1. I honestly don’t understand what the issue is. Typing a couple of simple commands in a terminal emulator is exactly the same as typing text into a web browser.

        The developer has made it very easy to install;

        1) Download (for X11) or (for Wayland).
        2) Start a terminal emulator e.g. gnome-terminal
        3) Navigate to the directory where you downloaded the file (using the cd command at the shell prompt), cd stands for change directory.
        4) When you are in the directory where you downloaded the file, issue the command in the terminal emulator:
        sh ./ (if you downloaded the X11 file)

        Then it’s a nice graphical installation.

        If you get an error saying no such file, then you are not in the correct directory or you downloaded the Wayland version.

        If you can’t work out how to get into the directory where you downloaded the file, that’s really not the developer’s fault. But it will probably be in your Downloads directory. The ~ character is useful. If you type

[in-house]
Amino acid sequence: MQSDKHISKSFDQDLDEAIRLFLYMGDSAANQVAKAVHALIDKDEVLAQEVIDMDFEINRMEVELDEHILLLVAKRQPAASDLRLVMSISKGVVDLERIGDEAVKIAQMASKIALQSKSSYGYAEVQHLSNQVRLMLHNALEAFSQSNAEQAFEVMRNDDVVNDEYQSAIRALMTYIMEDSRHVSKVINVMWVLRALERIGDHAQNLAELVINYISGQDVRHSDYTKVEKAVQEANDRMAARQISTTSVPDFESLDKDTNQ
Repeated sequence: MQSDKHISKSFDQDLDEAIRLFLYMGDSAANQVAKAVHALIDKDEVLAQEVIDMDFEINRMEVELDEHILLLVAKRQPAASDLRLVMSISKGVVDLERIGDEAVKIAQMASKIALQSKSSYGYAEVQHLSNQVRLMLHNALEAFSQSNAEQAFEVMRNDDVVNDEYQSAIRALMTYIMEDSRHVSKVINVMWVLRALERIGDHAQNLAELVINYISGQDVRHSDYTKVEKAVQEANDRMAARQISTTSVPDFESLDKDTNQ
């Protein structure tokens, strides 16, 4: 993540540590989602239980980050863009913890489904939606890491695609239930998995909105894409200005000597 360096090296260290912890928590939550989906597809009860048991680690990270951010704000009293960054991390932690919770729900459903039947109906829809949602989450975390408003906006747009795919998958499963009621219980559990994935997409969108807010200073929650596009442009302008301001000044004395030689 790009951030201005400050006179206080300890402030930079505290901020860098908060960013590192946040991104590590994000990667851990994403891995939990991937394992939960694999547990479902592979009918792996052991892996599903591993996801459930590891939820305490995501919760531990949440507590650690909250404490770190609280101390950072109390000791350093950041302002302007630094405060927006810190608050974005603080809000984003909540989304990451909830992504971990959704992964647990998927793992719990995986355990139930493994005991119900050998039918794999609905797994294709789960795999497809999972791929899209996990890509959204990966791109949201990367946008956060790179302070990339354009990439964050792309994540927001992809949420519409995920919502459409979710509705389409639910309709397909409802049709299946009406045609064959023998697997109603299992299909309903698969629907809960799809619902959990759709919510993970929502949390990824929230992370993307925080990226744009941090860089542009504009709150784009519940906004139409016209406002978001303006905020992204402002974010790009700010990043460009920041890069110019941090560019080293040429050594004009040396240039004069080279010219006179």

cd ~/Downloads

        that will probably get you to the directory where the file was downloaded.

      2. Fellow Mint user Jo, it’s easy to install through root, the new version of Lucaschess is obviously different to the one in the article.

        This worked perfectly for me:

        cd ~/Downloads

        sh ./

        Clicking install is then all you need to do and pin to panel.